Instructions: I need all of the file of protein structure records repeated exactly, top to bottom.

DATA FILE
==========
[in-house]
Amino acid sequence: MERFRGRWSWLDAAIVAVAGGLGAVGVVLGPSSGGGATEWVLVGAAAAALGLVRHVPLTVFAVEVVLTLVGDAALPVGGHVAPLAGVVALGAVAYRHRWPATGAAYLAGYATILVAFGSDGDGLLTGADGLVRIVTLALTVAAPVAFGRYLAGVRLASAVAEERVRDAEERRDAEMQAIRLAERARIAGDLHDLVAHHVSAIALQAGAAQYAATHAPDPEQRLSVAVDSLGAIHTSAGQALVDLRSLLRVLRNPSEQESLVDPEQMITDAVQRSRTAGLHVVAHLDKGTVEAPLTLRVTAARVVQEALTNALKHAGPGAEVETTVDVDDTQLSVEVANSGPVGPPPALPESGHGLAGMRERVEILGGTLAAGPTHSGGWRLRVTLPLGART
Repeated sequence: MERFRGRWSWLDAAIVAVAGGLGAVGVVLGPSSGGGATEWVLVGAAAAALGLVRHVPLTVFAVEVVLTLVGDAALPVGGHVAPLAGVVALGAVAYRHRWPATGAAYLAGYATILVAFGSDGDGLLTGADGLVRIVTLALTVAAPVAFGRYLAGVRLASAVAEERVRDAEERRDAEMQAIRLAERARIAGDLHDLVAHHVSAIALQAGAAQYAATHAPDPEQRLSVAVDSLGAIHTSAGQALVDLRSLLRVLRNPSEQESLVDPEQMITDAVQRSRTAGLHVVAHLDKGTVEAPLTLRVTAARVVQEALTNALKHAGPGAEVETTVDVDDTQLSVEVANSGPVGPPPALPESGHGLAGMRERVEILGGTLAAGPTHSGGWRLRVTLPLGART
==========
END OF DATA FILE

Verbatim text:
[in-house]
Amino acid sequence: MERFRGRWSWLDAAIVAVAGGLGAVGVVLGPSSGGGATEWVLVGAAAAALGLVRHVPLTVFAVEVVLTLVGDAALPVGGHVAPLAGVVALGAVAYRHRWPATGAAYLAGYATILVAFGSDGDGLLTGADGLVRIVTLALTVAAPVAFGRYLAGVRLASAVAEERVRDAEERRDAEMQAIRLAERARIAGDLHDLVAHHVSAIALQAGAAQYAATHAPDPEQRLSVAVDSLGAIHTSAGQALVDLRSLLRVLRNPSEQESLVDPEQMITDAVQRSRTAGLHVVAHLDKGTVEAPLTLRVTAARVVQEALTNALKHAGPGAEVETTVDVDDTQLSVEVANSGPVGPPPALPESGHGLAGMRERVEILGGTLAAGPTHSGGWRLRVTLPLGART
Repeated sequence: MERFRGRWSWLDAAIVAVAGGLGAVGVVLGPSSGGGATEWVLVGAAAAALGLVRHVPLTVFAVEVVLTLVGDAALPVGGHVAPLAGVVALGAVAYRHRWPATGAAYLAGYATILVAFGSDGDGLLTGADGLVRIVTLALTVAAPVAFGRYLAGVRLASAVAEERVRDAEERRDAEMQAIRLAERARIAGDLHDLVAHHVSAIALQAGAAQYAATHAPDPEQRLSVAVDSLGAIHTSAGQALVDLRSLLRVLRNPSEQESLVDPEQMITDAVQRSRTAGLHVVAHLDKGTVEAPLTLRVTAARVVQEALTNALKHAGPGAEVETTVDVDDTQLSVEVANSGPVGPPPALPESGHGLAGMRERVEILGGTLAAGPTHSGGWRLRVTLPLGART